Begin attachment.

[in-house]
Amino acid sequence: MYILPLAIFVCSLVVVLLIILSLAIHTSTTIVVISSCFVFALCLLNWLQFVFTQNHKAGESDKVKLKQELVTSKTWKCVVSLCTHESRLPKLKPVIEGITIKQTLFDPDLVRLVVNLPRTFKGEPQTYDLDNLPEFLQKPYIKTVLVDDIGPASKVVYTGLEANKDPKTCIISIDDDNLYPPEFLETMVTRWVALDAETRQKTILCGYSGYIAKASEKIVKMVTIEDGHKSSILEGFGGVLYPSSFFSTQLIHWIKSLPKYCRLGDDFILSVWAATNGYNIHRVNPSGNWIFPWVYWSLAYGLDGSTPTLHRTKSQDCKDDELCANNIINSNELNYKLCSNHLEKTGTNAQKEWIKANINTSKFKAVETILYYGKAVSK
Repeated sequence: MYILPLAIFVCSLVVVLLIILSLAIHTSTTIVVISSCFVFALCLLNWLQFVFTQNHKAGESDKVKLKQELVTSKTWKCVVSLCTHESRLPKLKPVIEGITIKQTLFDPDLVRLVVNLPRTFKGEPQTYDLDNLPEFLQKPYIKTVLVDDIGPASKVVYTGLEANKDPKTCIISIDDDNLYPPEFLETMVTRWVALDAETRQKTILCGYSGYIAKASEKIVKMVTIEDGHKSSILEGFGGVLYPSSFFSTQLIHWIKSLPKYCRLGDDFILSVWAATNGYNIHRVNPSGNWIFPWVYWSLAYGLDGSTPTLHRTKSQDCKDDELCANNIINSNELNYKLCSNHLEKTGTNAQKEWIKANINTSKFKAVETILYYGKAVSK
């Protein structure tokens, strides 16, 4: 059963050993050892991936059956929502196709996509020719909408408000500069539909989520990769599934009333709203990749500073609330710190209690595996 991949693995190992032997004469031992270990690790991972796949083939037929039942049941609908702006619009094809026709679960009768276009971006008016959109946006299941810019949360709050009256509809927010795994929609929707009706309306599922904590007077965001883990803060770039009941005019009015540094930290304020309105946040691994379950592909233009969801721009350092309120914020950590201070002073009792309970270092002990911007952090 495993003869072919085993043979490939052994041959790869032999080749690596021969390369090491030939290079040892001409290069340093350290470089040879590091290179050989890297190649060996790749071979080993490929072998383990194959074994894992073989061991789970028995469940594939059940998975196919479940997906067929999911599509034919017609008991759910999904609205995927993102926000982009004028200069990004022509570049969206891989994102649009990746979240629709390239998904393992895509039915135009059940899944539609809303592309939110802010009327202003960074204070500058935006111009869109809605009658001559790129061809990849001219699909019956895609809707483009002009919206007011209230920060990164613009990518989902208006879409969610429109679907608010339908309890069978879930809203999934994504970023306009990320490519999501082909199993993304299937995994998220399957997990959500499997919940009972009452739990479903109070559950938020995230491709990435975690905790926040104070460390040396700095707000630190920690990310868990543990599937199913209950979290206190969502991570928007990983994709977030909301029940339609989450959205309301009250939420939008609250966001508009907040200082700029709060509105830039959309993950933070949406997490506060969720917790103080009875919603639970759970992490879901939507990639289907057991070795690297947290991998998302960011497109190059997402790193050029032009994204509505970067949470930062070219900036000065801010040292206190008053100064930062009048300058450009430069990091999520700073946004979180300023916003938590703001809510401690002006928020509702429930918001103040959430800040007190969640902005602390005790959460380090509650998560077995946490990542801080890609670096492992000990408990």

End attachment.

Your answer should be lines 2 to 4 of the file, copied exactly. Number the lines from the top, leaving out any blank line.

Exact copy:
Amino acid sequence: MYILPLAIFVCSLVVVLLIILSLAIHTSTTIVVISSCFVFALCLLNWLQFVFTQNHKAGESDKVKLKQELVTSKTWKCVVSLCTHESRLPKLKPVIEGITIKQTLFDPDLVRLVVNLPRTFKGEPQTYDLDNLPEFLQKPYIKTVLVDDIGPASKVVYTGLEANKDPKTCIISIDDDNLYPPEFLETMVTRWVALDAETRQKTILCGYSGYIAKASEKIVKMVTIEDGHKSSILEGFGGVLYPSSFFSTQLIHWIKSLPKYCRLGDDFILSVWAATNGYNIHRVNPSGNWIFPWVYWSLAYGLDGSTPTLHRTKSQDCKDDELCANNIINSNELNYKLCSNHLEKTGTNAQKEWIKANINTSKFKAVETILYYGKAVSK
Repeated sequence: MYILPLAIFVCSLVVVLLIILSLAIHTSTTIVVISSCFVFALCLLNWLQFVFTQNHKAGESDKVKLKQELVTSKTWKCVVSLCTHESRLPKLKPVIEGITIKQTLFDPDLVRLVVNLPRTFKGEPQTYDLDNLPEFLQKPYIKTVLVDDIGPASKVVYTGLEANKDPKTCIISIDDDNLYPPEFLETMVTRWVALDAETRQKTILCGYSGYIAKASEKIVKMVTIEDGHKSSILEGFGGVLYPSSFFSTQLIHWIKSLPKYCRLGDDFILSVWAATNGYNIHRVNPSGNWIFPWVYWSLAYGLDGSTPTLHRTKSQDCKDDELCANNIINSNELNYKLCSNHLEKTGTNAQKEWIKANINTSKFKAVETILYYGKAVSK
């Protein structure tokens, strides 16, 4: 059963050993050892991936059956929502196709996509020719909408408000500069539909989520990769599934009333709203990749500073609330710190209690595996 991949693995190992032997004469031992270990690790991972796949083939037929039942049941609908702006619009094809026709679960009768276009971006008016959109946006299941810019949360709050009256509809927010795994929609929707009706309306599922904590007077965001883990803060770039009941005019009015540094930290304020309105946040691994379950592909233009969801721009350092309120914020950590201070002073009792309970270092002990911007952090 495993003869072919085993043979490939052994041959790869032999080749690596021969390369090491030939290079040892001409290069340093350290470089040879590091290179050989890297190649060996790749071979080993490929072998383990194959074994894992073989061991789970028995469940594939059940998975196919479940997906067929999911599509034919017609008991759910999904609205995927993102926000982009004028200069990004022509570049969206891989994102649009990746979240629709390239998904393992895509039915135009059940899944539609809303592309939110802010009327202003960074204070500058935006111009869109809605009658001559790129061809990849001219699909019956895609809707483009002009919206007011209230920060990164613009990518989902208006879409969610429109679907608010339908309890069978879930809203999934994504970023306009990320490519999501082909199993993304299937995994998220399957997990959500499997919940009972009452739990479903109070559950938020995230491709990435975690905790926040104070460390040396700095707000630190920690990310868990543990599937199913209950979290206190969502991570928007990983994709977030909301029940339609989450959205309301009250939420939008609250966001508009907040200082700029709060509105830039959309993950933070949406997490506060969720917790103080009875919603639970759970992490879901939507990639289907057991070795690297947290991998998302960011497109190059997402790193050029032009994204509505970067949470930062070219900036000065801010040292206190008053100064930062009048300058450009430069990091999520700073946004979180300023916003938590703001809510401690002006928020509702429930918001103040959430800040007190969640902005602390005790959460380090509650998560077995946490990542801080890609670096492992000990408990």